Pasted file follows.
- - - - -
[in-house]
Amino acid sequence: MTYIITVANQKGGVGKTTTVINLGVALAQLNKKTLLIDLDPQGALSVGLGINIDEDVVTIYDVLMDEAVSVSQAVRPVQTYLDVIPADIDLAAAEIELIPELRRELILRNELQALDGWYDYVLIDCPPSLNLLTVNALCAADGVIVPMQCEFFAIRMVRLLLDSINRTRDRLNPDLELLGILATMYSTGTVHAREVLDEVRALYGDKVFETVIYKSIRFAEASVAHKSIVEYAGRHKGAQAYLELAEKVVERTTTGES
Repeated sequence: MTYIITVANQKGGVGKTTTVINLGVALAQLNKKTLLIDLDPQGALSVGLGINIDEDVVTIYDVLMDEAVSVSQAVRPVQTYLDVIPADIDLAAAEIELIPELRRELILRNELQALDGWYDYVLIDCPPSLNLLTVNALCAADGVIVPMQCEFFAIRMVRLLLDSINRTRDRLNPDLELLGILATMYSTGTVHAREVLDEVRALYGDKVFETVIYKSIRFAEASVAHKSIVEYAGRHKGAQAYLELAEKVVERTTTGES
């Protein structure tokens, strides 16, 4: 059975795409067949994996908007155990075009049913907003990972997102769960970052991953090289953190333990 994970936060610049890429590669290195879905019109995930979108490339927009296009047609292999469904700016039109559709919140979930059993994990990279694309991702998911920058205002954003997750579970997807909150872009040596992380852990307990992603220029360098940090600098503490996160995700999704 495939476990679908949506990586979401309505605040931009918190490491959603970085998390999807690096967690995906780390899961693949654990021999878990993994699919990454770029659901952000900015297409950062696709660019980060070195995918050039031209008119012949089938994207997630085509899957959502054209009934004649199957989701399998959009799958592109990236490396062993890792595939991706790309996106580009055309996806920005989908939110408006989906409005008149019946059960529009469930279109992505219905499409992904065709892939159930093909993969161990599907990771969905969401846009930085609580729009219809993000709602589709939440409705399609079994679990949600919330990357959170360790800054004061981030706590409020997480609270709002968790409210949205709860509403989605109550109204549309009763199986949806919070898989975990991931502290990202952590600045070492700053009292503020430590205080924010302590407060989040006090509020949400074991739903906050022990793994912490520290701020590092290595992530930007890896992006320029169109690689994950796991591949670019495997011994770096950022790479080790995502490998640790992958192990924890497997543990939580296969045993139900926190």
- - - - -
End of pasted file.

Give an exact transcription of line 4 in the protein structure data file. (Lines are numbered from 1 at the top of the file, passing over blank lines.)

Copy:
């Protein structure tokens, strides 16, 4: 059975795409067949994996908007155990075009049913907003990972997102769960970052991953090289953190333990 994970936060610049890429590669290195879905019109995930979108490339927009296009047609292999469904700016039109559709919140979930059993994990990279694309991702998911920058205002954003997750579970997807909150872009040596992380852990307990992603220029360098940090600098503490996160995700999704 495939476990679908949506990586979401309505605040931009918190490491959603970085998390999807690096967690995906780390899961693949654990021999878990993994699919990454770029659901952000900015297409950062696709660019980060070195995918050039031209008119012949089938994207997630085509899957959502054209009934004649199957989701399998959009799958592109990236490396062993890792595939991706790309996106580009055309996806920005989908939110408006989906409005008149019946059960529009469930279109992505219905499409992904065709892939159930093909993969161990599907990771969905969401846009930085609580729009219809993000709602589709939440409705399609079994679990949600919330990357959170360790800054004061981030706590409020997480609270709002968790409210949205709860509403989605109550109204549309009763199986949806919070898989975990991931502290990202952590600045070492700053009292503020430590205080924010302590407060989040006090509020949400074991739903906050022990793994912490520290701020590092290595992530930007890896992006320029169109690689994950796991591949670019495997011994770096950022790479080790995502490998640790992958192990924890497997543990939580296969045993139900926190």